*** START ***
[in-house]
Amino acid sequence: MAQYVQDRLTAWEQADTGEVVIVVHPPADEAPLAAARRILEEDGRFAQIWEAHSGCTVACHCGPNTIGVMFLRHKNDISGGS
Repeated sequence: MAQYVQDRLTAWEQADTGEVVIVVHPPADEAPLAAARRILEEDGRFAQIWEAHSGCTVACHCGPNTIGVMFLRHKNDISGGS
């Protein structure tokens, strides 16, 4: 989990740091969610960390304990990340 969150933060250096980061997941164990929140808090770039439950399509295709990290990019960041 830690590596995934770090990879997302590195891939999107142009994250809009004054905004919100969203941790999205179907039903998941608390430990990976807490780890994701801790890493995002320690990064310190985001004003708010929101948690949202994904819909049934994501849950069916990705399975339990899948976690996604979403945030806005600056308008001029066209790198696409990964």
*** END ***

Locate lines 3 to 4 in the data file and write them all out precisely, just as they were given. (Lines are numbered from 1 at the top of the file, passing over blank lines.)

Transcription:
Repeated sequence: MAQYVQDRLTAWEQADTGEVVIVVHPPADEAPLAAARRILEEDGRFAQIWEAHSGCTVACHCGPNTIGVMFLRHKNDISGGS
């Protein structure tokens, strides 16, 4: 989990740091969610960390304990990340 969150933060250096980061997941164990929140808090770039439950399509295709990290990019960041 830690590596995934770090990879997302590195891939999107142009994250809009004054905004919100969203941790999205179907039903998941608390430990990976807490780890994701801790890493995002320690990064310190985001004003708010929101948690949202994904819909049934994501849950069916990705399975339990899948976690996604979403945030806005600056308008001029066209790198696409990964």